Nation remembers Atatürk, flocks to Anıtkabir, Dolmabahçe Palace

Nation remembers Atatürk, flocks to Anıtkabir, Dolmabahçe Palace

Nation remembers Atatürk, flocks to Anıtkabir, Dolmabahçe Palace

Turkey on Nov. 10 commemorated the 83rd anniversary of the passing of Mustafa Kemal Atatürk, the leader of the country’s War of Independence and founder of modern Turkey, with the nation flocking to his mausoleum, Anıtkabir, in the capital Ankara and Dolmabahçe Palace, where he passed away in Istanbul in 1938.

As is customary, daily life stopped at 9:05 a.m. local time (0605GMT), sirens wailed to mark the exact moment of Atatürk’s death at the age of 57 and millions of people across the country observed two minutes of silence.

Somber ceremonies were held, wreaths were laid at the monuments, honoring the leader across the country.

All vehicles stopped on the three bridges of Istanbul and drivers got off for a standstill at 09:05 a.m. to show respect to the leader.

Long lines of tearful mourners paid their respects at Atatürk’s mausoleum in Ankara and the Dolmabahçe Palace in Istanbul.

“Bless his soul. Now it is our duty to protect the republic he established,” Kudret Yılmaz, an Anıtkabir visitor, told state-run Anadolu Agency.

The number of visitors will be announced in the coming days.

Thousands took to the streets of all 81 provinces, with some wearing t-shirts bearing Atatürk photos, waved flags and commemorated the founding leader early Nov. 10.

Some Turkish citizens showed their love for Atatürk by visiting the house in the Greek city of Thessaloniki where he was born in 1881, which was then part of the Ottoman Empire.

“I came from Istanbul just to commemorate him on the anniversary of his death,” said a young Turkish woman.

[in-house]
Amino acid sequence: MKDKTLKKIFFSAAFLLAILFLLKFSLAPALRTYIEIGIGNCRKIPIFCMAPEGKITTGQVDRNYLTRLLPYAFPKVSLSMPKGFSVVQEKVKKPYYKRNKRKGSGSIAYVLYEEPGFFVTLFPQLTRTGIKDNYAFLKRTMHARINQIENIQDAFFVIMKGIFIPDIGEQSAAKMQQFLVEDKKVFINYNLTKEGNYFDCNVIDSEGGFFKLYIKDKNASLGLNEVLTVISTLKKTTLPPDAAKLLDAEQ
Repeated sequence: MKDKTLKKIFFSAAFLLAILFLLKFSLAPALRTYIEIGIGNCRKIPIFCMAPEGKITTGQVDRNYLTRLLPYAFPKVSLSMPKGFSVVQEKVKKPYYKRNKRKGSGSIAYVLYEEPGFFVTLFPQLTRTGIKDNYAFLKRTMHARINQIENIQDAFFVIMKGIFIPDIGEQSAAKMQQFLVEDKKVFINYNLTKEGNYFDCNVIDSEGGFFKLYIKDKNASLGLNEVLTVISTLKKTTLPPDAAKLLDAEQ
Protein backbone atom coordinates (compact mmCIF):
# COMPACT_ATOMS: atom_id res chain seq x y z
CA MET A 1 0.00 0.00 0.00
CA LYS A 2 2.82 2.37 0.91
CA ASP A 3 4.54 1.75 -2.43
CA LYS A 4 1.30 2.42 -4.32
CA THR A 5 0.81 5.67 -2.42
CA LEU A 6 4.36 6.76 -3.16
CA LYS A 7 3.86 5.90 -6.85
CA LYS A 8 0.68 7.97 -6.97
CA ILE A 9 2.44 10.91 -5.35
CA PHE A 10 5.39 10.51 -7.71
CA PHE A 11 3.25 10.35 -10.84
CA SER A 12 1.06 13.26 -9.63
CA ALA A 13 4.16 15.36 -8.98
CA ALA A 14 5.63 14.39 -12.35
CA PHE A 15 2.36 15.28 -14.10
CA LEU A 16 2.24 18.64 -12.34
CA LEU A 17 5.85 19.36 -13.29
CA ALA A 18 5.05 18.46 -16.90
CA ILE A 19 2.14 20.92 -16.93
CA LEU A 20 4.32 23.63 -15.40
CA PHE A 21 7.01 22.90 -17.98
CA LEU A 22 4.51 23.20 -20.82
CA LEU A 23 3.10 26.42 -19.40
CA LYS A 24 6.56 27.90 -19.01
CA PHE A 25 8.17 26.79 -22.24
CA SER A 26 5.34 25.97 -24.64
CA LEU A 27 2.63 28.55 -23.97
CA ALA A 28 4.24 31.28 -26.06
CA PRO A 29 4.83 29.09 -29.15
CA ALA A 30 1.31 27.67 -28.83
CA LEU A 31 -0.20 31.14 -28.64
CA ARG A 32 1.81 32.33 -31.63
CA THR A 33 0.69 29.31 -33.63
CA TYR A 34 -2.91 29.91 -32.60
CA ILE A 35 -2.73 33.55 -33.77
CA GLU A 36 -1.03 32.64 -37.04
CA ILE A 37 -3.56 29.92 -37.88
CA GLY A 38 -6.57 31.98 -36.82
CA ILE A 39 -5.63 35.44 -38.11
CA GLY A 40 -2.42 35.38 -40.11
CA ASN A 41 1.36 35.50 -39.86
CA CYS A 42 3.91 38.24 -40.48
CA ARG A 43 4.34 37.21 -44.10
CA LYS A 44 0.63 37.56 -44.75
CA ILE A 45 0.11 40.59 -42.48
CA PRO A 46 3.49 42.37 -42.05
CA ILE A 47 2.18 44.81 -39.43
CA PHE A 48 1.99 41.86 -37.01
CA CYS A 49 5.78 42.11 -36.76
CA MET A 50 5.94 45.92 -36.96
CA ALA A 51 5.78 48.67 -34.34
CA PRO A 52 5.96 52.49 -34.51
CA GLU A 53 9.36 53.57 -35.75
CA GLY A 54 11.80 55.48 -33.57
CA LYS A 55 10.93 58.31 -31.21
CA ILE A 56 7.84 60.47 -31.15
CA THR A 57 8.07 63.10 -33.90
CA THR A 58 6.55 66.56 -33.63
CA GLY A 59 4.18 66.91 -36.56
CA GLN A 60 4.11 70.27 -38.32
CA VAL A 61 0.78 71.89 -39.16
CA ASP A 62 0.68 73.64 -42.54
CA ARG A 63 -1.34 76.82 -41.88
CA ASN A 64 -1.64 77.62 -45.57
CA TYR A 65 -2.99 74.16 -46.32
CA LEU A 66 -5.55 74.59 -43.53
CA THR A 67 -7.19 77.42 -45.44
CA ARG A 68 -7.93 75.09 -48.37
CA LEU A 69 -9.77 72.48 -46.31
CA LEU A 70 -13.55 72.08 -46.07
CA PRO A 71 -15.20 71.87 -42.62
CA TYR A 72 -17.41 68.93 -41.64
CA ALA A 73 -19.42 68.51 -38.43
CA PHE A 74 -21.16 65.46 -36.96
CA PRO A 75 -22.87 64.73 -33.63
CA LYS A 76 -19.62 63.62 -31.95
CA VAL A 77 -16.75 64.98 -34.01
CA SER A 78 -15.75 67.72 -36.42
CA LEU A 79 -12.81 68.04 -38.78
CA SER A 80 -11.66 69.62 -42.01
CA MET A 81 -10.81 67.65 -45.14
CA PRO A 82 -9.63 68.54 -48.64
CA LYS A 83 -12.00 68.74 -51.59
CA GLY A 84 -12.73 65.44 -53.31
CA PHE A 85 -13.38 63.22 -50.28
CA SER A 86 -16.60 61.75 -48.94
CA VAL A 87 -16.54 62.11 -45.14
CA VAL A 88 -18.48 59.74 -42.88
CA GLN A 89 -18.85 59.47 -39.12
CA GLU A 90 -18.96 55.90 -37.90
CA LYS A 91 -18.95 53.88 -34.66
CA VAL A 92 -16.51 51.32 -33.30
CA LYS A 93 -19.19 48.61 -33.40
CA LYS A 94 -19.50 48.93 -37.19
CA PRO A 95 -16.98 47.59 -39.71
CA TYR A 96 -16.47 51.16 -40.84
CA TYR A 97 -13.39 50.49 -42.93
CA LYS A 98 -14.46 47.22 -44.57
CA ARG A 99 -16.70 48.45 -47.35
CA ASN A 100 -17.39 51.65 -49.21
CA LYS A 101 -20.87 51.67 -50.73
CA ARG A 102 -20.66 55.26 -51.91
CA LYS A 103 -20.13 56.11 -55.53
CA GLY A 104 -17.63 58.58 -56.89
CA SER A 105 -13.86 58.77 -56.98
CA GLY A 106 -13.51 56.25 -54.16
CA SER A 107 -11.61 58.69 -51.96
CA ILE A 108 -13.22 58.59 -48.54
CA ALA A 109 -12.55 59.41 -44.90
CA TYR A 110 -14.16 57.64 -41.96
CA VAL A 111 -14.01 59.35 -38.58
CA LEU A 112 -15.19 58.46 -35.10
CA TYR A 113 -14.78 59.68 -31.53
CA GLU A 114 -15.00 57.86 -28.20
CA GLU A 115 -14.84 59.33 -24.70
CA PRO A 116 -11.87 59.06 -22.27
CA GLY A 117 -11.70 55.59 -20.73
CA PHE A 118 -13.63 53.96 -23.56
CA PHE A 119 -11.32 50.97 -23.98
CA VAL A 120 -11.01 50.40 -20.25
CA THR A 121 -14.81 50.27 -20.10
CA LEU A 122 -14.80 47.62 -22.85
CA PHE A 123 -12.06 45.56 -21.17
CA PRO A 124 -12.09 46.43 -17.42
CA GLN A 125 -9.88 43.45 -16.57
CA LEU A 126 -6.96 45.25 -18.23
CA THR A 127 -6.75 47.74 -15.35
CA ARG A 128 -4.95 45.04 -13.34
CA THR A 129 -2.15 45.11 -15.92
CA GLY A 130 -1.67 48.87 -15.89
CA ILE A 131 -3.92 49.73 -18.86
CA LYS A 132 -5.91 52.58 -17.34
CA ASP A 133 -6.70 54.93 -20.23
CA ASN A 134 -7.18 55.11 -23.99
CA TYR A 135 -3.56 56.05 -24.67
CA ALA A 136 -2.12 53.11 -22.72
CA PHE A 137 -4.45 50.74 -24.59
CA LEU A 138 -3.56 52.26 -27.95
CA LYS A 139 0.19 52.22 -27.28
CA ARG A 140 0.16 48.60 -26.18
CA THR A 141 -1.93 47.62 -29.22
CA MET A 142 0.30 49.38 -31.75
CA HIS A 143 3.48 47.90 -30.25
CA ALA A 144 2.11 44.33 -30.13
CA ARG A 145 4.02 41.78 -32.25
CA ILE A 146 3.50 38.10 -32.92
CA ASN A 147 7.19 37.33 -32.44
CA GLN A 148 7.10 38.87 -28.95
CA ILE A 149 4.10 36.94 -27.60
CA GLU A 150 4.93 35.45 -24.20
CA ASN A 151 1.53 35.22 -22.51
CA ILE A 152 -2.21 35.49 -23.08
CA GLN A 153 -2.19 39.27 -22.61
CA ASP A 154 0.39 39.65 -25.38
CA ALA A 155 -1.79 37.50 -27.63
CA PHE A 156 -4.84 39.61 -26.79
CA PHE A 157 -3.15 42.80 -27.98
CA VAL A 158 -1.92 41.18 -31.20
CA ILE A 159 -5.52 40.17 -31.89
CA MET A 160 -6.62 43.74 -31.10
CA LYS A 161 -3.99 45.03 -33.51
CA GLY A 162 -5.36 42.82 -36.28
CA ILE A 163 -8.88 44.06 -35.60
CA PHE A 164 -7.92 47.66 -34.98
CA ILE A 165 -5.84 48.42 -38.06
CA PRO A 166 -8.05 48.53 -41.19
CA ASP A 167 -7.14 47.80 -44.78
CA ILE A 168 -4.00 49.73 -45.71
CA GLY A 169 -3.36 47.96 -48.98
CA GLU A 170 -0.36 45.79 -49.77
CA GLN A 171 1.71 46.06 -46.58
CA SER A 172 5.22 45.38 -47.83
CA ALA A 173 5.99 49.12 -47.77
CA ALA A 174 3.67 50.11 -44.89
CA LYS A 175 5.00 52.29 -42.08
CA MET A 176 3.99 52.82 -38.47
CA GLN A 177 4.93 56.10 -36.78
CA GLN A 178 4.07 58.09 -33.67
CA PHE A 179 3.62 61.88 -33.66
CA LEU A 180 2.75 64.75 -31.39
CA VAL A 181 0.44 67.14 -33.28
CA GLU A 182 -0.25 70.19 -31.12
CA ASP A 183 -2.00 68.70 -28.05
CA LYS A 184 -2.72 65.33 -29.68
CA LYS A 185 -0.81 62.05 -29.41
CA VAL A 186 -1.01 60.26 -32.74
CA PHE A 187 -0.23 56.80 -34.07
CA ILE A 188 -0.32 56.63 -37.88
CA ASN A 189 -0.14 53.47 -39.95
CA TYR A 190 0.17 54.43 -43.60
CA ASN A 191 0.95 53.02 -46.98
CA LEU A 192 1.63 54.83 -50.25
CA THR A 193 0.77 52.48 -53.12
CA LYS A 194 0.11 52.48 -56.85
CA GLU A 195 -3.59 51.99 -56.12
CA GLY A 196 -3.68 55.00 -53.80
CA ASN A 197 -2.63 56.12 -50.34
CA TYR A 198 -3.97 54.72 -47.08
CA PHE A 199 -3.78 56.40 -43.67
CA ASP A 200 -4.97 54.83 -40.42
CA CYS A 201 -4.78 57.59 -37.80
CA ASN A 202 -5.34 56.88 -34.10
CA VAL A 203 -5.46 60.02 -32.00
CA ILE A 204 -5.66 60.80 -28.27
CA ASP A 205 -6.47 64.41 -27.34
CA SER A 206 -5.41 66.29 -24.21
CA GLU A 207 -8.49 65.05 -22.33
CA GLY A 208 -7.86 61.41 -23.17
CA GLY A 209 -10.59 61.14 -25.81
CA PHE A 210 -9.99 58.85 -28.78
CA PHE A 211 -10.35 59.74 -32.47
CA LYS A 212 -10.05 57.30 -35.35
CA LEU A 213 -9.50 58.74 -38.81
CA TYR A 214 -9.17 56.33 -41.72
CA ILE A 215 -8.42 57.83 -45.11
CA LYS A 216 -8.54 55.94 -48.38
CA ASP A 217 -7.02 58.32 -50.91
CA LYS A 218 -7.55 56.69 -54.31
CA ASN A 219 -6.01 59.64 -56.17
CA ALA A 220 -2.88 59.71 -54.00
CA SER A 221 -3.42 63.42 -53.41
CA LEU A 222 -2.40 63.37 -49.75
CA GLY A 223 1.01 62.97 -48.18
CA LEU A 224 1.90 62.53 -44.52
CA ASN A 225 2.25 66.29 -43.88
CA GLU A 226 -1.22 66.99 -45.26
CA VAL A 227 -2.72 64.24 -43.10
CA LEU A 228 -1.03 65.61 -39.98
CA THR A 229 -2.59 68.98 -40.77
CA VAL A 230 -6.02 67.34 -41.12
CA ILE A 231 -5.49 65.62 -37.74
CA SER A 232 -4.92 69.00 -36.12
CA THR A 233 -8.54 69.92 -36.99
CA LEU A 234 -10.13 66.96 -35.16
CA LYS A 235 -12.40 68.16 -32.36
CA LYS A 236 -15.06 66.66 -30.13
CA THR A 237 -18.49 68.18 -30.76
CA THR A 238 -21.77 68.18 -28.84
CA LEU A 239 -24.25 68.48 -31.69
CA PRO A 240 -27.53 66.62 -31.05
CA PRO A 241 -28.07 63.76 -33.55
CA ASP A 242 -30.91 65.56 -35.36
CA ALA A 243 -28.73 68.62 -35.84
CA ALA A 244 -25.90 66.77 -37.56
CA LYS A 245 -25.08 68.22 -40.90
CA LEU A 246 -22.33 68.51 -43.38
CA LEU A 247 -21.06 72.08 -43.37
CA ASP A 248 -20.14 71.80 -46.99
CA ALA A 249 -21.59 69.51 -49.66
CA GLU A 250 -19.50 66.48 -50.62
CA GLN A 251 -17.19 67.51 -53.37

“I love him so much,” said another.

An official ceremony was held at Anıtkabir in the capital Ankara. President Recep Tayyip Erdoğan and a delegation, including Parliament Speaker Mustafa Şentop as well as leaders of opposition parties, attended the event where a wreath was laid at his grave.

Also, a commemorative concert conducted by the Atatürk Supreme Council for Culture, Language and History, was held in the Presidential Concert Hall in the capital Ankara.

Atatürk’s military education started in 1893 when he enrolled in a military school in Thessaloniki. Along with his military skills, Atatürk also learned the French language.

He continued his education at the Military School of Istanbul. With his extraordinary skills, Atatürk quickly climbed up the military ranks, becoming a staff captain in 1905.

The year 1911 marked a significant point in Atatürk’s life as he fought the Italians in Tripoli and won a decisive victory, proving his skills in the military field.

In 1914, when Atatürk was a military attaché in Sofia, World War I began and the Allies deployed soldiers on the Gallipoli peninsula as the battle of Dardanelles (Çanakkale) began.

Atatürk and Turkish soldiers made history by showing an incredible resistance. Atatürk’s order to his soldiers in the war still echoes in the hearts of all Turks: “I don’t order you to attack, I order you to die!”

He continued to captivate hearts during his services in the northwestern province of Edirne and the southeastern province of Diyarbakır in 1916, earning the title of major general that same year.

Following the occupation of Istanbul by the Allies in 1919, Atatürk went to the northern province of Samsun as the inspector of the ninth army, completely changing his life and, eventually, Turkey.

On April 23, 1920, the Grand National Assembly of Turkey was established and Atatürk was elected as the head of the government and speaker of parliament, which enabled him to adopt laws essential to beat occupant forces.

The incredible achievements on the battlefield led to Turkish independence, and the Republic of Turkey was founded on Oct. 29, 1923.

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